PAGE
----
2022 Prospect Preview: Anthony Volpe

Photo credit: MLB.com


If you follow the Yankees at all, chances are you've heard about the prime new top prospect at shortstop, Anthony Volpe.


Yankees’ brass is seemingly pinning all of its hopes on Volpe, as Hal and Cash didn’t run out during the offseason to get a marquee shortstop (looking at you, Carlos Correa) but instead, brought in Isiah Kiner-Falefa.  The strategy to outsiders looks like the Front Office is holding out for that moment that Volpe gets the call. 


Volpe is the No. 1 prospect in the Yankees system, and he is No. 10 on Baseball America’s list of Top 100 MLB prospects.  According to Yahoo! Sports, “Volpe will likely not make the team’s [2022] 28-man roster,” at least not right out of the gate.  However, he was invited to the Yankees’ camp for spring training, and he was recently announced as the winner of the 2021 Kevin Lawn Award -- which is traditionally presented to the Yankees’ top minor league position player and pitcher.  Volpe is in good company, too -- previous Lawn Award winners include the likes of Derek Jeter and Aaron Judge.

Below is the MLB Pipeline assessment on Volpe:

Hit: 60 | Power: 60 | Run: 55 | Arm: 50 | Field: 50 | Overall: 60 

The Delbarton School (Morristown, N.J.) featured a pair of future first rounders in 2019, with Volpe signing for $2,740,300 as the 30th overall pick that summer and Jack Leiter going No. 2 overall last year after two seasons at Vanderbilt. Mononucleosis limited Volpe to 34 game in a ho-hum pro debut but he blew away all expectations in his first full pro season in 2021. MLB Pipeline named him the Hitting Prospect of the Year after he batted .294/.423/.604 with 27 homers and 33 steals in 109 games between Low-A and High-A while topping the Minors in runs (113) and ranking second in OPS (1.027) and ranking third in extra-base hits (68).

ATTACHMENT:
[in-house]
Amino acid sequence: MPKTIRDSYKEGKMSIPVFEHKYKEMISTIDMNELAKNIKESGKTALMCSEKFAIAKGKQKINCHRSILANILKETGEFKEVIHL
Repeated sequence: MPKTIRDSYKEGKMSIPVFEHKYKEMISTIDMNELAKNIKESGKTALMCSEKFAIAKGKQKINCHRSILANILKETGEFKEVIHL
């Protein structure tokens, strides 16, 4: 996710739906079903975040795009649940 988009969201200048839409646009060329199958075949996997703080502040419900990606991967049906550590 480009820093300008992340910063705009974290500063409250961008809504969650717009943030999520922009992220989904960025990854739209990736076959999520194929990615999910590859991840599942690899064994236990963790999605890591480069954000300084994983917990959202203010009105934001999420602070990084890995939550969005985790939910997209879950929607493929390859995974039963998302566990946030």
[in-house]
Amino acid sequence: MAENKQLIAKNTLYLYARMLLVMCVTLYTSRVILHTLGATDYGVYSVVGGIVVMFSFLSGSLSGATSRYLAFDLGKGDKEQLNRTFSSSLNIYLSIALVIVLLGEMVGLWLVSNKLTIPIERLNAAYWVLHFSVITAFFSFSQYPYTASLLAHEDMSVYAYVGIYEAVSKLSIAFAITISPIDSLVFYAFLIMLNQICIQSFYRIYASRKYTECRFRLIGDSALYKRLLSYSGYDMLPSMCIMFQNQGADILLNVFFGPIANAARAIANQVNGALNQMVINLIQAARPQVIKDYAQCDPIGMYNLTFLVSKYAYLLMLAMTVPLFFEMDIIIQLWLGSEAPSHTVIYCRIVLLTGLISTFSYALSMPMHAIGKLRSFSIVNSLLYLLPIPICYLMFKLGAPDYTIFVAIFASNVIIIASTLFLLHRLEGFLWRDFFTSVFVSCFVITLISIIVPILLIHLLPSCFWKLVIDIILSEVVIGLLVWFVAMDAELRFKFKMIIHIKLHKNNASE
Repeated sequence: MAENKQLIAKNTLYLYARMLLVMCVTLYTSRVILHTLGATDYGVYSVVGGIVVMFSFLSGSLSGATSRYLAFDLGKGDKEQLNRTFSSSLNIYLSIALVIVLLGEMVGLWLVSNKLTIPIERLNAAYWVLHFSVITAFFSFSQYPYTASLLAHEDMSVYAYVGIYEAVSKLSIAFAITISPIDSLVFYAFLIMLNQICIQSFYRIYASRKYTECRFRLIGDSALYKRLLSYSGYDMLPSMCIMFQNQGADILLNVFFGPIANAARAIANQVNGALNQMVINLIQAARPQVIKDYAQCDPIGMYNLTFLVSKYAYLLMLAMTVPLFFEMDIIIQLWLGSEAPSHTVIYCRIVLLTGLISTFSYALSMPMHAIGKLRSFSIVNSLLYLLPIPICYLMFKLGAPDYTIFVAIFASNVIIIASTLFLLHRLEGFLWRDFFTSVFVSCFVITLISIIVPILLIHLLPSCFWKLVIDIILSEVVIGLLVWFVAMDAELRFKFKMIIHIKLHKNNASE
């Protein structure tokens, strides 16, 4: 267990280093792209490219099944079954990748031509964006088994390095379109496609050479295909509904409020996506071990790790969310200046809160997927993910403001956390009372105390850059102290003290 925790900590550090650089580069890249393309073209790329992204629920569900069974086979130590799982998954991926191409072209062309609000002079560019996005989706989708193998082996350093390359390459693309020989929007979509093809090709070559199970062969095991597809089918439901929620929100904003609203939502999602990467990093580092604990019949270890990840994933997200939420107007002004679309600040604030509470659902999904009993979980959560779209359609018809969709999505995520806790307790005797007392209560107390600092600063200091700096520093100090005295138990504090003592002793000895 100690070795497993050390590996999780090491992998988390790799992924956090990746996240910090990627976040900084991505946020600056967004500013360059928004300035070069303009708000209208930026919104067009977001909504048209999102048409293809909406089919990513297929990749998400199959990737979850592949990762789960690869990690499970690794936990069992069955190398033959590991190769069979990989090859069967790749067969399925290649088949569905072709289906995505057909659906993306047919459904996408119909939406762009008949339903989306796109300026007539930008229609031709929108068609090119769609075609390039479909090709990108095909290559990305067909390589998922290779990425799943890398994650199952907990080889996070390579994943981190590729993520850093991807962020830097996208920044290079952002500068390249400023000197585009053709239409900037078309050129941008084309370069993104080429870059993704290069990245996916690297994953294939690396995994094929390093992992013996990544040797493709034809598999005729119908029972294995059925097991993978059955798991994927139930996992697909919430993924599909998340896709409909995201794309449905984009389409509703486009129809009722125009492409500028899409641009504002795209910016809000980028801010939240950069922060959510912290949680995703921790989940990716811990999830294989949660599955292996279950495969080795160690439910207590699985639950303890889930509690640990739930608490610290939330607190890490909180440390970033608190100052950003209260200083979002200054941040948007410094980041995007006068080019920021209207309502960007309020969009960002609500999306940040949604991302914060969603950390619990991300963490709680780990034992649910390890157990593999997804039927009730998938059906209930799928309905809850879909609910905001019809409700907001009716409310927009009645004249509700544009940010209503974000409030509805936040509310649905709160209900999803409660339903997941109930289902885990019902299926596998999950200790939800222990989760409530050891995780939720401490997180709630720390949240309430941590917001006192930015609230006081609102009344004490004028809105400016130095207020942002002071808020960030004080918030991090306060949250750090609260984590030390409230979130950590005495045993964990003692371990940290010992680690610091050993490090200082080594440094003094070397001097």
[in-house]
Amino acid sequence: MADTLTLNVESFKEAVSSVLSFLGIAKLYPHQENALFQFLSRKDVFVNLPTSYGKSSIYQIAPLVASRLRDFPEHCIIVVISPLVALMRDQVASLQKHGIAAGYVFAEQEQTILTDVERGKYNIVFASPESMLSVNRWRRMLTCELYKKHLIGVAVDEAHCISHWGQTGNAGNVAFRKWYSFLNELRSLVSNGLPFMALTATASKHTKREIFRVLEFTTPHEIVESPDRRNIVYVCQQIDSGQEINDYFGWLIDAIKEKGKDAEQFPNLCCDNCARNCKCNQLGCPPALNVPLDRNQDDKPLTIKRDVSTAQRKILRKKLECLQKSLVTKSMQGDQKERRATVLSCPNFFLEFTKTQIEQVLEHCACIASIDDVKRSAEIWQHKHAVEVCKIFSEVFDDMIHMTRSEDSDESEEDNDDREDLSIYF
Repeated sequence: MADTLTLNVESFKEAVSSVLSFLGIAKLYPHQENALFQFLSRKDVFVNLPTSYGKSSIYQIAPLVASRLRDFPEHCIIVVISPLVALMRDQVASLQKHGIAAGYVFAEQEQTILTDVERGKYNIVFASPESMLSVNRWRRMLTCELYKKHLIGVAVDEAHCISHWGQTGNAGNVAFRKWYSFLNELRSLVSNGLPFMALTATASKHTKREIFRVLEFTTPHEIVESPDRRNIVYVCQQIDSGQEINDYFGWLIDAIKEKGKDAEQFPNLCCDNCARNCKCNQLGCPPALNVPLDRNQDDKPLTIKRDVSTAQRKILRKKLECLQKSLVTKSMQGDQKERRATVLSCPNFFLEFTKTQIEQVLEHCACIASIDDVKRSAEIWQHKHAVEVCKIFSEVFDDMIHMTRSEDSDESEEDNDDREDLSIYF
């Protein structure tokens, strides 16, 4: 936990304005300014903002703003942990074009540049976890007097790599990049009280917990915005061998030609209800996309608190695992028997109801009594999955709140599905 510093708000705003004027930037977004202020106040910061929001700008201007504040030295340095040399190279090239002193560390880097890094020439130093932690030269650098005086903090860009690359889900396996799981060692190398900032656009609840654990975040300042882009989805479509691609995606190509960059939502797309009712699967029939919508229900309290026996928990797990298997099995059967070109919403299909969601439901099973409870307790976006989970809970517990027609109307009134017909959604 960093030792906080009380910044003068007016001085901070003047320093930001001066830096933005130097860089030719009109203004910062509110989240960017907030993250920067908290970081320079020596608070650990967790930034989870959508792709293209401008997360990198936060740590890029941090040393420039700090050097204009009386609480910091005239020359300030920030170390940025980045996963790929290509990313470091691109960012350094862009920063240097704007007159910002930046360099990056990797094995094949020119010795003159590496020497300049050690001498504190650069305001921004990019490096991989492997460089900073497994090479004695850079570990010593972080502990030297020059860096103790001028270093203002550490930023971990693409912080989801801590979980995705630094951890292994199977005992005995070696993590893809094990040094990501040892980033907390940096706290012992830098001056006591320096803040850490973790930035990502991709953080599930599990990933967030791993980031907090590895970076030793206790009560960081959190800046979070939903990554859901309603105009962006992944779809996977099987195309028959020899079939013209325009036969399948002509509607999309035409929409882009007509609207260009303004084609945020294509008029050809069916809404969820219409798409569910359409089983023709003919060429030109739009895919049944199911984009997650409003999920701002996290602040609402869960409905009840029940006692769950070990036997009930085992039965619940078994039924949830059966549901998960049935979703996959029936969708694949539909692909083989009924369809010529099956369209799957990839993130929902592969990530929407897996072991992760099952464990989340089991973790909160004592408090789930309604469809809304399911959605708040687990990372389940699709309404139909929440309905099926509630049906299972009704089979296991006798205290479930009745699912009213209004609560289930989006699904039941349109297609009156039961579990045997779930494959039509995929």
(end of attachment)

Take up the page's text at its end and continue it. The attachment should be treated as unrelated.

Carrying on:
Left on his own for development in 2020 after the pandemic shut down the Minor League season and the Yankees didn't stage a domestic instructional league program, Volpe added significant strength and reworked his right-handed swing to allow him to hit balls harder and drive them in the air more easily. Once he was fully healthy, he made more consistent contact against all types of pitching and showed the patience to wait for pitches he can punish and to take walks when he doesn't get them. Originally projected as a hit-over-power type, he now looks capable of hitting .280 with 25-30 homers per season. 

Volpe also comes with outstanding makeup and quality instincts that help his tools play up on the bases and in the field. His solid speed and aggressive nature translated into 33 steals in 42 attempts last season. His arm earns fringy to solid grades but he compensates with a good internal clock and a quick release. He has the fast hands and feet to play at least an average shortstop.


In 2021, Volpe went 121-for-412, batting .294 with 113 runs, 27 home runs and 86 RBI, combined with the Low-A Tampa Tarpons and the High-A Hudson Valley Renegades.  While he has not yet recorded a hit during Yankees spring training games in 2022, his combined numbers previous to his time at Yankees camp show serious potential.  I agree with the assessment that Volpe, at age 20, is not ready for the call just yet, but the future is bright.


Article by: Mary Grace Donaldson

 

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